But the focus on the next generation is not all bad news. On Tuesday, I had the pleasure of moderating a diverse panel of seven young evangelicals. Each had unique experiences and backgrounds. Some self-identified as liberal, while others self-identified as conservative. But those political ideologies could not separate their core evangelical principles. 

Young Evangelicals, Election 2012, and Common Ground

Alycia Ashburn / Sojourners

Panelists discuss the Young Evangelicals in the 2012 Election study. Alycia Ashburn / Sojourners

What culture war? At a survey release of young evangelicals and proceeding panel discussion, common ground was the pervading theme. 

While panelists ranged in religious and political backgrounds — representing groups like Young Evangelicals for Climate Action, World Relief, Family Research Council, USAID, World Vision, the Manhattan Declaration, and Feed the Children — there was an overarching agreement that while young evangelicals are largely pro-life, life issues now extend to beyond the typical to things like creation care and immigration. 

“There is still a lot of tension that many young people feel in trying to identify with one political party or the other,” Adam Taylor, vice president of advocacy for World Vision. “… There is a real deep commitment to a pro-life agenda, but that agenda has now expanded and includes a core and strong commitment to addressing issues of poverty.”

The Next Great Moral Movement

Climate change illustration, B Calkins / Shutterstock.com

Climate change illustration, B Calkins / Shutterstock.com

In my last column, "Three Numbers that Predict the Future of the Planet", I wrote about the state of the climate crisis and focused on three key data points that reveal a bleak, though not altogether hopeless, reality for us and for the rest of the planet.

As promised, this column is forward-looking and moves from describing the problem to prescribing the solution. To this end, I continue to draw heavily from the wisdom of Bill McKibben, Jim Ball, and other climate prophets who understand the times and are faithfully fighting to get us on the right track.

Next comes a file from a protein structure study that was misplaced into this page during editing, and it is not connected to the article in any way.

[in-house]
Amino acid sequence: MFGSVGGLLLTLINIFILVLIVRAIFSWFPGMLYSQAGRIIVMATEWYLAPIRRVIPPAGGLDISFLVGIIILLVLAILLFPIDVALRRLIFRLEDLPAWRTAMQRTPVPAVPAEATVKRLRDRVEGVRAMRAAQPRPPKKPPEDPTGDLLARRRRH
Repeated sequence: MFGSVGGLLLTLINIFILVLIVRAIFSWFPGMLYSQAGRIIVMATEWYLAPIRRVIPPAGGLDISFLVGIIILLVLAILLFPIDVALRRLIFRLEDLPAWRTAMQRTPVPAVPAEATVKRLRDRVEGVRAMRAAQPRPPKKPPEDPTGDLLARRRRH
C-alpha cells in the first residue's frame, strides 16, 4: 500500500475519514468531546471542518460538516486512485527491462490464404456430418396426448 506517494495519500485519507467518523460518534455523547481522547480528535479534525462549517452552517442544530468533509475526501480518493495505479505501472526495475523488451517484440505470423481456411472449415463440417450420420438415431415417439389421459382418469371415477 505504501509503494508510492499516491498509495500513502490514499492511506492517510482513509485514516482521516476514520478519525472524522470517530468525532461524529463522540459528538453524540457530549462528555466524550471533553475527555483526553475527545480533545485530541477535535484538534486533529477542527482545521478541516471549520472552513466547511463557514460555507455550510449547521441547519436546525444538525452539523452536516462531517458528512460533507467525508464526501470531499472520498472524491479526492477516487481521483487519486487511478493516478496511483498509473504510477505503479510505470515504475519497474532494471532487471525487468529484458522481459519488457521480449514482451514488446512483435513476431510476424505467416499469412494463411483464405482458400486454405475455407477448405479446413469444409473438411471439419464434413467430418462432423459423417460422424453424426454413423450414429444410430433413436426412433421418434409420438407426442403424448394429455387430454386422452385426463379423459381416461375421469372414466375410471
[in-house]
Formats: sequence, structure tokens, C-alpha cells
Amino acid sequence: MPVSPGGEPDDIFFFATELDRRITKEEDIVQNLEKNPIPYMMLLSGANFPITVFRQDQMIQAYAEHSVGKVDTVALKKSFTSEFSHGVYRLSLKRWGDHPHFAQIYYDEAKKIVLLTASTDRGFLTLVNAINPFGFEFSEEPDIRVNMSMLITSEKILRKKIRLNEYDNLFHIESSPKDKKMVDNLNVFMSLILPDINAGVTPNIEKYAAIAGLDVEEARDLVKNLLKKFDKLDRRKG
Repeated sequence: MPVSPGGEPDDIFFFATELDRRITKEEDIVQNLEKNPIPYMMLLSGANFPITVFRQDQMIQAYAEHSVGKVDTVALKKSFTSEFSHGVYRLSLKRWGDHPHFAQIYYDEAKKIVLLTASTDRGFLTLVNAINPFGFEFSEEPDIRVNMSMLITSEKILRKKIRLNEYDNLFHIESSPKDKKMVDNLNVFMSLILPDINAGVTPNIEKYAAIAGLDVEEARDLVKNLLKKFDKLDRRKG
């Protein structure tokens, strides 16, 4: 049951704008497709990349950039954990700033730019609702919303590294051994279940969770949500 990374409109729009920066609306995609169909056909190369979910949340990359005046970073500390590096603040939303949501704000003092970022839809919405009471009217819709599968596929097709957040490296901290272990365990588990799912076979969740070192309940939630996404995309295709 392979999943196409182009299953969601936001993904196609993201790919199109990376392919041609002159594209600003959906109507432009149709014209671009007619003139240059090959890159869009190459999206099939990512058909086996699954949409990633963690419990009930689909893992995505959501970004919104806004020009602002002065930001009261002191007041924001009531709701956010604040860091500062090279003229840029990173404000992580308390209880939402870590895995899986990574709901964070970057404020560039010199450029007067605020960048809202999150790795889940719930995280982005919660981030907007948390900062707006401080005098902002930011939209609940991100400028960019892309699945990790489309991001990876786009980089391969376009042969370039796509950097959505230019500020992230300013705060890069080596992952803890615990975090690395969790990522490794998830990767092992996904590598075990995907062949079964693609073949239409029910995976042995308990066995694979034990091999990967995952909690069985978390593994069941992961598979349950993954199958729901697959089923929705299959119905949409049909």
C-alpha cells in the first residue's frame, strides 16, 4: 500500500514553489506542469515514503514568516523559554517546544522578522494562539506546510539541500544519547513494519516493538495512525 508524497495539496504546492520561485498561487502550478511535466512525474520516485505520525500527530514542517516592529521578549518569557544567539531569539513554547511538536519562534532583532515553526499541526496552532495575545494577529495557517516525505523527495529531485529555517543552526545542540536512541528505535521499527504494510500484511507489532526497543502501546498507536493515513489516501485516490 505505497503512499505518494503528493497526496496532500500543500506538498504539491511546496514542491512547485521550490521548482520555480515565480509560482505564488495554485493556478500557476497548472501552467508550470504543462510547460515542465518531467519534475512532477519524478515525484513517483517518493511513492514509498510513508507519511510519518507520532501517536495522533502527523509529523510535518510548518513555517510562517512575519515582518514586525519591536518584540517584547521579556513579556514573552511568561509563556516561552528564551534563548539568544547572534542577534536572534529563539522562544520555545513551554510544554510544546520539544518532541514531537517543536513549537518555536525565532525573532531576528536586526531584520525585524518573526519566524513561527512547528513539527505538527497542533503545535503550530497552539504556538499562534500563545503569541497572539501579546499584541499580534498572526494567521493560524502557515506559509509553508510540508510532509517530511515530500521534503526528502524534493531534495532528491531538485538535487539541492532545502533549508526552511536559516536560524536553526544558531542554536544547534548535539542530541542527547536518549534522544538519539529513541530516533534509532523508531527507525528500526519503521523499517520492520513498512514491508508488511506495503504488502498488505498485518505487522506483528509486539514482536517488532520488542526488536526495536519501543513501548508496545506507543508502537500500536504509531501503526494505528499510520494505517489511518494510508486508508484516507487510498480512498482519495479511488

The way forward is not easy, but it will be good in the long run. Essentially, we need to set and enforce a limit on all remaining global warming pollution on the national and international scale, which will, we hope, keep warming to within 2oC. This will include some sort of pricing mechanism so that polluters have to take responsibility for paying for the costs of their own pollution. The problem is that we have not yet been able to muster the socio-political momentum necessary to reach these binding agreements. Turns out the polluters (largely the fossil fuel industry) don’t want to have to clean up after themselves. They’re also willing to fight with billions of dollars in campaign contributions and lobbying money to keep the status quo.

Young Evangelicals Stepping Up on Climate Action

Y.E.C.A. logo, Courtesy Young Evangelicals for Climate Change

Y.E.C.A. logo, Courtesy Young Evangelicals for Climate Change

Good news: Evangelical Christians are stepping back up to overcome the climate crisis.  

After months of careful preparation, a new national advocacy initiative called Young Evangelicals for Climate Action (Y.E.C.A.) has just gone live. 

In seeking to live as Christ’s disciples, Y.E.C.A. has come to see the climate crisis not only as a pressing challenge to justice and freedom, but also as a profound threat to “the least of these” with whom Jesus identifies in Matthew 25. The early effects of climate change are already impacting many of our neighbors, both in the U.S. and around the world, and our time to act is running short.